I guess the basic explanation might be that a flat layer of ferrofluid is unstable. If there is a slight displacement of the surface, the field increases where there is more magnetic material and attracts more ferrofluid to that region, until the forces of gravity and surface tension limit it. Surrounding such a point would be a region of weaker field, allowing fluid to move away and enhance the field slightly further away, causing other peaks to form there, etc.
 
  • #9
The arrangement of the spikes in the video looks very regular - I'd think that if this was due to small displacements of the surface, then the position and/or height of the spikes would be more variable. On the other hand, I can see the possibility that the attraction of more ferromagnetic particles to a specific region (starting to form a spike), would cause motion in the fluid, resulting in density changes and waves on the surface which could be affected by the field and become the seed for another spike to form (something like a form of crystallization perhaps).

However this doesn't seem explain the pattern of lines that iron filings form around bar magnet. If this pattern is not an outline of the magnetic field itself, then what causes this pattern to appear?
 
  • #10
Merlin3189
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... However this doesn't seem explain the pattern of lines that iron filings form around bar magnet. If this pattern is not an outline of the magnetic field itself, then what causes this pattern to appear?
I would say it does indicate the magnetic field. But the specific lines you see are just random examples, dependent on where the bits of iron landed.
A particle of iron is pulled towards a position where its longest axis aligns with the field and also maybe pulled from weaker field area to a stronger field area.
The iron particle also affects the field by concentrating flux in the iron. This makes the field stronger near the induced poles of the iron particle and so attracts other iron particles to it and affects their alignment.
The overall result is that the iron particles tend to aggregate in lines in the direction of the field at those points. But with a slightly different random distribution of iron particles to start with, you'd see a slightly different set of lines. There are infinitely many possibilities for patterns of lines - all showing similar alignment indicating the direction of the field.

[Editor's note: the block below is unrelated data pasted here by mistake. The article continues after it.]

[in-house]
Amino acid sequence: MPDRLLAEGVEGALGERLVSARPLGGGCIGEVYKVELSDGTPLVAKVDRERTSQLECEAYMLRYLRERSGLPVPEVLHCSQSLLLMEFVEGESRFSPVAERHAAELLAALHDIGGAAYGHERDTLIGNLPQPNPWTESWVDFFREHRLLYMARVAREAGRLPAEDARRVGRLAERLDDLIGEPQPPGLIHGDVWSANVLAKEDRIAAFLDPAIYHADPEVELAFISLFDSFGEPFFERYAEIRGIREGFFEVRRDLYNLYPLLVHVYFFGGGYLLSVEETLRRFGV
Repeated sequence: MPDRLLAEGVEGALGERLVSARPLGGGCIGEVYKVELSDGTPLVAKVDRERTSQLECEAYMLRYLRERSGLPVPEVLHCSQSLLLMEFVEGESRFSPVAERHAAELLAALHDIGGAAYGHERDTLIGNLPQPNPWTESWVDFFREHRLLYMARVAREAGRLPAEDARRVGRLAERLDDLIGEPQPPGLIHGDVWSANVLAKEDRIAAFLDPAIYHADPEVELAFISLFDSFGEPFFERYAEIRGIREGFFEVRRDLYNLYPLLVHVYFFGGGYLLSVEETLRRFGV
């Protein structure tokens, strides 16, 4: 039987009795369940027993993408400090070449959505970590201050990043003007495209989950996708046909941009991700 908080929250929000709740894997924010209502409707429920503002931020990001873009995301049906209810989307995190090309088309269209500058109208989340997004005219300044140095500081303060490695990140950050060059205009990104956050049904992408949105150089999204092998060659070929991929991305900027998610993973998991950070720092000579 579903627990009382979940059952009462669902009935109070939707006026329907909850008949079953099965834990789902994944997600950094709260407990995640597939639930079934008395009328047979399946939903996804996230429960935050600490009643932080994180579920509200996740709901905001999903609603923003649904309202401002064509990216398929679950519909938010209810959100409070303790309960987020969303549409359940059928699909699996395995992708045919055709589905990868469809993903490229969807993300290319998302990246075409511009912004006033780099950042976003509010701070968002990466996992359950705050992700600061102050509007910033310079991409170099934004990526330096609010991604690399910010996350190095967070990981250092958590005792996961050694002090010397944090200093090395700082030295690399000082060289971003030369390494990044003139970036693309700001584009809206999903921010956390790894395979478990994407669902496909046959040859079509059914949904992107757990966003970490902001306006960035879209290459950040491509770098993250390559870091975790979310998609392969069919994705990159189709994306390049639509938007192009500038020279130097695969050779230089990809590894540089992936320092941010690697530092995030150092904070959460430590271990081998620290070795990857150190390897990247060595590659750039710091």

magfield1.jpg
If you look at this pattern, you can see some odd things:
Lines have breaks. Lines cross. Lines are not supposed to do that. These are not the lines of the field, They are just where the filings have settled, influenced by the field.
Although there is a concentration of filings near the poles (but maybe not lines?) indicating the strong field and a concentration of lines,.there is then a gap with few filings, before the density increases again and finally, gradually falls away. That would suggest, a little away from the poles were very few lines and weak field, which still further away increases again.
What I think the gap shows, is that the strong field near the poles has pulled most of the filings out of that region.
Further out where the field is weaker, the attraction is not strong enough to overcome friction, so filings remain, but tend to align with the field and aggregate a little.
Even further out, where the field is yet weaker, it is not strong enough to cause aggregation or alignment so much and the pattern becomes more even and lines become indistinct..

Vibrate the surface and the pattern would change: lines would become more distinct and more continuous. But the underlying field has not changed. The iron patterns are merely indicative of the general field, not of any specific lines of force.
 

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  • #11
So the apparent pattern of lines are nothing more than an illusion! Your examples make this clear.

I believe you've answered my question. Thanks for your assistance.
 
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  • #12
anorlunda
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Thread closed. It is a year old.